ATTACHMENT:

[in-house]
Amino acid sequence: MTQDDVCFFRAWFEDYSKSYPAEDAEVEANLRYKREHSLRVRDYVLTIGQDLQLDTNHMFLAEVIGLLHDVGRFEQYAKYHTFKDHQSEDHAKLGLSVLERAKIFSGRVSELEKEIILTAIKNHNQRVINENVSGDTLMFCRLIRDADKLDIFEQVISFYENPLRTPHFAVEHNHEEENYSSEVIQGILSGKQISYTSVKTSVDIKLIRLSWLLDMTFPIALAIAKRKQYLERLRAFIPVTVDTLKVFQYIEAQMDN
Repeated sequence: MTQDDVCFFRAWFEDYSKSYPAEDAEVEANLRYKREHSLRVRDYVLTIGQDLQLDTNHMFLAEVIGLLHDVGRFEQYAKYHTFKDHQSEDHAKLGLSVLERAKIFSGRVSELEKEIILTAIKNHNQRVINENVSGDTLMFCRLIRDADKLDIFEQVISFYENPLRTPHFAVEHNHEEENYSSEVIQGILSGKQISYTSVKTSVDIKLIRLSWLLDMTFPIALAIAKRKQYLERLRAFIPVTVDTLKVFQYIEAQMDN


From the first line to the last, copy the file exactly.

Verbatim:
[in-house]
Amino acid sequence: MTQDDVCFFRAWFEDYSKSYPAEDAEVEANLRYKREHSLRVRDYVLTIGQDLQLDTNHMFLAEVIGLLHDVGRFEQYAKYHTFKDHQSEDHAKLGLSVLERAKIFSGRVSELEKEIILTAIKNHNQRVINENVSGDTLMFCRLIRDADKLDIFEQVISFYENPLRTPHFAVEHNHEEENYSSEVIQGILSGKQISYTSVKTSVDIKLIRLSWLLDMTFPIALAIAKRKQYLERLRAFIPVTVDTLKVFQYIEAQMDN
Repeated sequence: MTQDDVCFFRAWFEDYSKSYPAEDAEVEANLRYKREHSLRVRDYVLTIGQDLQLDTNHMFLAEVIGLLHDVGRFEQYAKYHTFKDHQSEDHAKLGLSVLERAKIFSGRVSELEKEIILTAIKNHNQRVINENVSGDTLMFCRLIRDADKLDIFEQVISFYENPLRTPHFAVEHNHEEENYSSEVIQGILSGKQISYTSVKTSVDIKLIRLSWLLDMTFPIALAIAKRKQYLERLRAFIPVTVDTLKVFQYIEAQMDN